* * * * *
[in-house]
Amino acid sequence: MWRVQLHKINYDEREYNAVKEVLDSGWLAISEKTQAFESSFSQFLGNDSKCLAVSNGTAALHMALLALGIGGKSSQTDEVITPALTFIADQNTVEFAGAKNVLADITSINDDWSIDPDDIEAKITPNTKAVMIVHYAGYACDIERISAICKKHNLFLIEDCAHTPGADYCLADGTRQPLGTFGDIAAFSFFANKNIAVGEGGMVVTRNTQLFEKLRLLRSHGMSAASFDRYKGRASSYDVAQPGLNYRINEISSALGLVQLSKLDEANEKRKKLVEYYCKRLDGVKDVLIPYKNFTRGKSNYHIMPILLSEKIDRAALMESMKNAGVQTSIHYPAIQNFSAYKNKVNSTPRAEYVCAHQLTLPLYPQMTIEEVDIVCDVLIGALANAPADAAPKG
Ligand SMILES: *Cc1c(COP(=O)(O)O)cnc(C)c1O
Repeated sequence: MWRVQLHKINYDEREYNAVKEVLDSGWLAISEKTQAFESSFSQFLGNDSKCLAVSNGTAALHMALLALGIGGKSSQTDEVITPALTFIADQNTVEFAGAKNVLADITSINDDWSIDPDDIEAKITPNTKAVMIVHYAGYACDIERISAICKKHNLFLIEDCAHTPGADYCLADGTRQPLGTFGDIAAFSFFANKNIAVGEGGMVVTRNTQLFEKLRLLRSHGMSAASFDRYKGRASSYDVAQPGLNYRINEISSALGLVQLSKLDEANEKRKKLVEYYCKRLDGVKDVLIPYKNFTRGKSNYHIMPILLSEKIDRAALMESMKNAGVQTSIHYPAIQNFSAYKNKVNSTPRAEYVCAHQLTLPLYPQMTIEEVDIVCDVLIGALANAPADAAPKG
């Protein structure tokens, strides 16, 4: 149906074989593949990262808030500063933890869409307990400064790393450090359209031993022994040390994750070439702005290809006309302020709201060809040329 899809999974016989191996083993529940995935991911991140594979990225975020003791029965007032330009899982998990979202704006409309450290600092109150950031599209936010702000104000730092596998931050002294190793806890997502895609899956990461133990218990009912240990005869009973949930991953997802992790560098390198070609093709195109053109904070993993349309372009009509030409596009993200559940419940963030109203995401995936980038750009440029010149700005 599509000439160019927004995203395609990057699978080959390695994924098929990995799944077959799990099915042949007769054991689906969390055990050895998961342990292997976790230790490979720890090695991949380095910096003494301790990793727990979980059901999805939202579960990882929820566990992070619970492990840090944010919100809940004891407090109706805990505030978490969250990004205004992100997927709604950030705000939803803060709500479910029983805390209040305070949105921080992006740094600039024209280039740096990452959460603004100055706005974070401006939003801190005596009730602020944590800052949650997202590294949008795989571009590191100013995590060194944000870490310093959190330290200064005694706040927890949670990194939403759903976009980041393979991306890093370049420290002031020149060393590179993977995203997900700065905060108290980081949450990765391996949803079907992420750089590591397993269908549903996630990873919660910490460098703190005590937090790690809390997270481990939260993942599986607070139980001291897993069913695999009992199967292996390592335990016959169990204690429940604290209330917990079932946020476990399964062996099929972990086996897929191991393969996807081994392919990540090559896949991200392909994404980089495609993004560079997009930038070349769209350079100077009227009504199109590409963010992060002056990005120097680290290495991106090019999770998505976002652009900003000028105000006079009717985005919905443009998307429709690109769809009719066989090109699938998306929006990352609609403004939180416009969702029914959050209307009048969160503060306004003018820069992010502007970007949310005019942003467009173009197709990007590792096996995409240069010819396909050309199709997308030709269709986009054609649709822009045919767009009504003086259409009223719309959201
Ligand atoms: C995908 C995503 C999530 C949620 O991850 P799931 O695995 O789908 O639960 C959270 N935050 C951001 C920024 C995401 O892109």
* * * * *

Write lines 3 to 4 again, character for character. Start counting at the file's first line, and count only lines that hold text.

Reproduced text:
Ligand SMILES: *Cc1c(COP(=O)(O)O)cnc(C)c1O
Repeated sequence: MWRVQLHKINYDEREYNAVKEVLDSGWLAISEKTQAFESSFSQFLGNDSKCLAVSNGTAALHMALLALGIGGKSSQTDEVITPALTFIADQNTVEFAGAKNVLADITSINDDWSIDPDDIEAKITPNTKAVMIVHYAGYACDIERISAICKKHNLFLIEDCAHTPGADYCLADGTRQPLGTFGDIAAFSFFANKNIAVGEGGMVVTRNTQLFEKLRLLRSHGMSAASFDRYKGRASSYDVAQPGLNYRINEISSALGLVQLSKLDEANEKRKKLVEYYCKRLDGVKDVLIPYKNFTRGKSNYHIMPILLSEKIDRAALMESMKNAGVQTSIHYPAIQNFSAYKNKVNSTPRAEYVCAHQLTLPLYPQMTIEEVDIVCDVLIGALANAPADAAPKG